It was determined by the original MCCD Board of Appraisers that all property owners within the watershed receive benefits from the dams, either directly or indirectly, and would be required to pay the maintenance assessment. Assessments, first levied in 1974, had the benefits based on several factors including property tax values established by the county auditor and adjusted to reflect the “fair market value”, degree of flood reduction, location of properties, and the use of the land to determine the appraised benefit per parcel. The benefit value determined by the Board of Appraisers for each parcel was then compiled to form the Conservancy Assessment Record.
In 2012 the Board of Appraisers (BOA) for MCCD reviewed a number of methods to distribute the assessment among the benefited properties, in a fair and equitable manner. The BOA concluded that the assessments would be based upon each parcel’s contribution of runoff into the Margaret Creek Watershed
MCCD is completing the readjustment of benefits on which assessments are based, as per the Ohio Revised Code (ORC) 6101. Benefits received from the system of dams are primarily based on property values and those values can change over time. Some property values increase and some decrease. The ORC allows for this fluctuation in property values and permits the “Reappraisal of Benefits” to be conducted once every six years. MCCD has never conducted a “Reappraisal of Benefits” although permitted by State law. The assessment is a charge included on the property owner’s tax bill in which property owners could see a change in their MCCD assessment in 2014.
Once completed, property owners will see a change in their assessment for a variety of reasons, including property value change, improved calculation techniques for determining assessments, and development within the floodplain. The increase in revenue for the District will enable the District to provide for the operations and maintenance of the four dams, and the rehabilitation of two dams, as previously discussed.
MCCD became a Subdistrict of HCD in 1989 due to financial problems and relied on HCD for financial support to cover the indirect and some of the direct costs to operate the Subdistrict. The proposed 20-year assessment plan considered the costs involved for the dam upgrades, general operation and maintenance, a replacement reserve, engineering, administration, directors, appraisers, court costs, legal fees, dam safety permits, and insurance costs. These estimated costs were then summed to complete the 20-year assessment plan and is estimated to average $167,000 annually. The Board of Appraisers using the total number of assessable parcels within the watershed and the knowledge of the revenue needed to fund the Subdistrict determined the average assessment for a residential parcel to be $25.00 per year. The only people who will be assessed for the flood protection system are property owners within the Subdistrict and within the watershed, which include parts of Athens, Alexander, Lee, and Waterloo townships. Approximately 5,400 parcels will be subject to the assessment.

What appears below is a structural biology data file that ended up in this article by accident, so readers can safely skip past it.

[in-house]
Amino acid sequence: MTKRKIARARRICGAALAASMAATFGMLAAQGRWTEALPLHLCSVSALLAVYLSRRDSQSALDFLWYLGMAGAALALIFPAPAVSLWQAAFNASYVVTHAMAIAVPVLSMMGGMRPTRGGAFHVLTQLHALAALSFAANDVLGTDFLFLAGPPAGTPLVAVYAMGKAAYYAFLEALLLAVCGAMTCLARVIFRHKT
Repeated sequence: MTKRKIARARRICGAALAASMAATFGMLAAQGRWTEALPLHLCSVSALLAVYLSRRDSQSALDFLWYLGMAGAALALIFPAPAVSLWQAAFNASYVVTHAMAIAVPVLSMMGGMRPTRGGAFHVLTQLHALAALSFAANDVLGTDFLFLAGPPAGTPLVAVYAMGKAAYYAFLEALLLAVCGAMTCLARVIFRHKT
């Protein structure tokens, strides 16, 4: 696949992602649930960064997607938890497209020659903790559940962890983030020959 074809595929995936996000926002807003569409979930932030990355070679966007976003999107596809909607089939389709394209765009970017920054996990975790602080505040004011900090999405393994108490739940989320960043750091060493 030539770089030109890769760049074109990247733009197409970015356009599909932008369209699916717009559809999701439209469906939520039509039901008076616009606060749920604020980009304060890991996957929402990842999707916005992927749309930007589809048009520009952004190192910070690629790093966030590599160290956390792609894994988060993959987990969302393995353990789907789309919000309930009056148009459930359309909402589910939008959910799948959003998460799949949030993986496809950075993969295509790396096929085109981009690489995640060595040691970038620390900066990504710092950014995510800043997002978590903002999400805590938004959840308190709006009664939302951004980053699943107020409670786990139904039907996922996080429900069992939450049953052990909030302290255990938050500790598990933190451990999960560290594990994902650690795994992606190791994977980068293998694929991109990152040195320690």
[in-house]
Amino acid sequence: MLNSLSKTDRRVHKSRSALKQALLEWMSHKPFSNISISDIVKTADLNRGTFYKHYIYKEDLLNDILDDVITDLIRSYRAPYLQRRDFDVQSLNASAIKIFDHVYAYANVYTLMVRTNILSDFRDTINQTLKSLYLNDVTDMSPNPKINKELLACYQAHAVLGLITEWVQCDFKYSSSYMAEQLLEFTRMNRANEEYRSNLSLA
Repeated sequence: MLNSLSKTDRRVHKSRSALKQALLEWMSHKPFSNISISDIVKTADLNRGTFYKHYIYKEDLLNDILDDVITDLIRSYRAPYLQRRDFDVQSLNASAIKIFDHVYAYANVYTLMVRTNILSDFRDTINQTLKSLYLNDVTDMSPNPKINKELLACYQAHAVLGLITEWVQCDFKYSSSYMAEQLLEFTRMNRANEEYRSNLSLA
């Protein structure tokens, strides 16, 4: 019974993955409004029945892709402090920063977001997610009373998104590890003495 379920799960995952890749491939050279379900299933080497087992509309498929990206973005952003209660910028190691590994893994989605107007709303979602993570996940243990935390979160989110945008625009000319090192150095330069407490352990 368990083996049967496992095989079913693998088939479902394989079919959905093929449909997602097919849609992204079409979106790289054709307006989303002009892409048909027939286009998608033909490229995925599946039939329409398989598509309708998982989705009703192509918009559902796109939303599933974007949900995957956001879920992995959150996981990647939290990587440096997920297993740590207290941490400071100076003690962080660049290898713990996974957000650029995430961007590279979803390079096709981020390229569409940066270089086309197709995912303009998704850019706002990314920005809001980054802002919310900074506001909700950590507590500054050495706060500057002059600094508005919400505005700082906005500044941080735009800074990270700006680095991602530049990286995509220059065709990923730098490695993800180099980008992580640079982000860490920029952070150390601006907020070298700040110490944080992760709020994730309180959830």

Once the reappraisal of benefits and the assessments are established property owners may use the website to see their current and anticipated assessment by selecting MCCD, the assessment tab and then the current and projected assessment tabs. The assessment will be in a pdf format by numerical order of the parcel number. The property owner will need the parcel identification number of their property to ensure they select the correct parcel in order to review their assessment.
In 2011 MCCD contracted with Jack Faucett Associates (JFA) to conduct the Benefit Analysis. The primary purpose of the analysis was to evaluate the benefits and costs of the Margaret Creek Watershed projects, including the proposed activities in the 20-year Project Plan. For the Conservancy Court to approve a reappraisal of benefits, it must determine that the benefits exceed the cost. JFA identified the benefits for each of the following categories:
1.) Reduced flooding of structures
2.) Reduced flooding of agricultural lands
3.) Reduced flooding of transportation facilities
4.) Water storage for municipal supply (1972-1997)
5.) Provided recreation (Lake Snowden 1972-1984)
6.) Reduced soil erosion
7.) Construction of the project facilities
8.) Increased development in the area (1970-1997)
Since, MCCD had the responsibility for all five lakes, until Site #2 (Lake Snowden) was sold to Le-Ax Water District, it was decided by the Board of Appraisers to include the recreational benefits derived from Lake Snowden for only the time that MCCD had control of Lake Snowden, 1972 to 1984. It could be argued that without construction of the initial dam in 1965, there would be no Lake Snowden and therefore no recreational activities or reduced flooding benefits at all, which, if the recreational benefits were included through 2034, would drastically increase the benefit/cost ratio to 4.99:1.
Summing all of the present values of these benefits, the total benefits attributable to the Margaret Creek Watershed, from 1965 to 2034 are $71.9 million. The Board of Appraisers determined that the final benefit should be determined on the local-only costs (without the Federal costs) and include the maintenance costs.
The summary of costs should be based on the same criteria, local–only costs including maintenance, which equaled $21.7 million from 1964 to 2034.
The Benefit/Cost ratio for the costs of the proposed plan and the benefits received is based on the local-costs including maintenance and is determined to be 3.31:1. The proposed assessment rate is based on a 20-year plan, which will run from 2014-2034.
It was the conclusion of the JFA analysis that benefits to the Margaret Creek Watershed, including the Proposed Project Plan, outweigh the costs and that the Proposed Projects provide a worthwhile investment of public funds.